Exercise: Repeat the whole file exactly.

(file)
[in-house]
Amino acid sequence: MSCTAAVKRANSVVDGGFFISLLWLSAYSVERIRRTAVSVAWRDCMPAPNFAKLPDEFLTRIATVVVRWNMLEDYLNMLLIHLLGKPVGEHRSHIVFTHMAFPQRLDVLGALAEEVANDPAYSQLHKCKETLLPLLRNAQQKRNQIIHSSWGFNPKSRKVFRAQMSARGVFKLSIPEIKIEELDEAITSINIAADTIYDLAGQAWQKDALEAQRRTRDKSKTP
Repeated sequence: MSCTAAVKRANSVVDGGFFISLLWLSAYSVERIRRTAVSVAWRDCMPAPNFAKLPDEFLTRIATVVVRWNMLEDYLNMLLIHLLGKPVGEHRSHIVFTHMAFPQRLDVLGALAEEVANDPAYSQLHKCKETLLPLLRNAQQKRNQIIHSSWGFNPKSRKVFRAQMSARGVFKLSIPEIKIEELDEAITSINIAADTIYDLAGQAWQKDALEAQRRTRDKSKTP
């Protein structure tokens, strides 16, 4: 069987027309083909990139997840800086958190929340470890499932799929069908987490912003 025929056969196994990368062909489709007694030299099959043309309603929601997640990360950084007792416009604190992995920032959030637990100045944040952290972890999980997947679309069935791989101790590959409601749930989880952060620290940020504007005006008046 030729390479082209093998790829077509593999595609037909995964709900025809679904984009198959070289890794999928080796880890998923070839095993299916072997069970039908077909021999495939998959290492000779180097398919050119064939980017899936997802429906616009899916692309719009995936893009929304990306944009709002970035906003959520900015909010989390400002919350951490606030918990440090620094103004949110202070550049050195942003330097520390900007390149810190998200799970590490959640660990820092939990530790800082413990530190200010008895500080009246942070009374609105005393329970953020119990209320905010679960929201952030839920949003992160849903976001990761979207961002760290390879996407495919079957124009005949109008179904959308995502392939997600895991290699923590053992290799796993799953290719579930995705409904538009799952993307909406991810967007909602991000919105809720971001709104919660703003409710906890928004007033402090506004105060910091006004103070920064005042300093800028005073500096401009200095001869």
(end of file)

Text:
[in-house]
Amino acid sequence: MSCTAAVKRANSVVDGGFFISLLWLSAYSVERIRRTAVSVAWRDCMPAPNFAKLPDEFLTRIATVVVRWNMLEDYLNMLLIHLLGKPVGEHRSHIVFTHMAFPQRLDVLGALAEEVANDPAYSQLHKCKETLLPLLRNAQQKRNQIIHSSWGFNPKSRKVFRAQMSARGVFKLSIPEIKIEELDEAITSINIAADTIYDLAGQAWQKDALEAQRRTRDKSKTP
Repeated sequence: MSCTAAVKRANSVVDGGFFISLLWLSAYSVERIRRTAVSVAWRDCMPAPNFAKLPDEFLTRIATVVVRWNMLEDYLNMLLIHLLGKPVGEHRSHIVFTHMAFPQRLDVLGALAEEVANDPAYSQLHKCKETLLPLLRNAQQKRNQIIHSSWGFNPKSRKVFRAQMSARGVFKLSIPEIKIEELDEAITSINIAADTIYDLAGQAWQKDALEAQRRTRDKSKTP
């Protein structure tokens, strides 16, 4: 069987027309083909990139997840800086958190929340470890499932799929069908987490912003 025929056969196994990368062909489709007694030299099959043309309603929601997640990360950084007792416009604190992995920032959030637990100045944040952290972890999980997947679309069935791989101790590959409601749930989880952060620290940020504007005006008046 030729390479082209093998790829077509593999595609037909995964709900025809679904984009198959070289890794999928080796880890998923070839095993299916072997069970039908077909021999495939998959290492000779180097398919050119064939980017899936997802429906616009899916692309719009995936893009929304990306944009709002970035906003959520900015909010989390400002919350951490606030918990440090620094103004949110202070550049050195942003330097520390900007390149810190998200799970590490959640660990820092939990530790800082413990530190200010008895500080009246942070009374609105005393329970953020119990209320905010679960929201952030839920949003992160849903976001990761979207961002760290390879996407495919079957124009005949109008179904959308995502392939997600895991290699923590053992290799796993799953290719579930995705409904538009799952993307909406991810967007909602991000919105809720971001709104919660703003409710906890928004007033402090506004105060910091006004103070920064005042300093800028005073500096401009200095001869």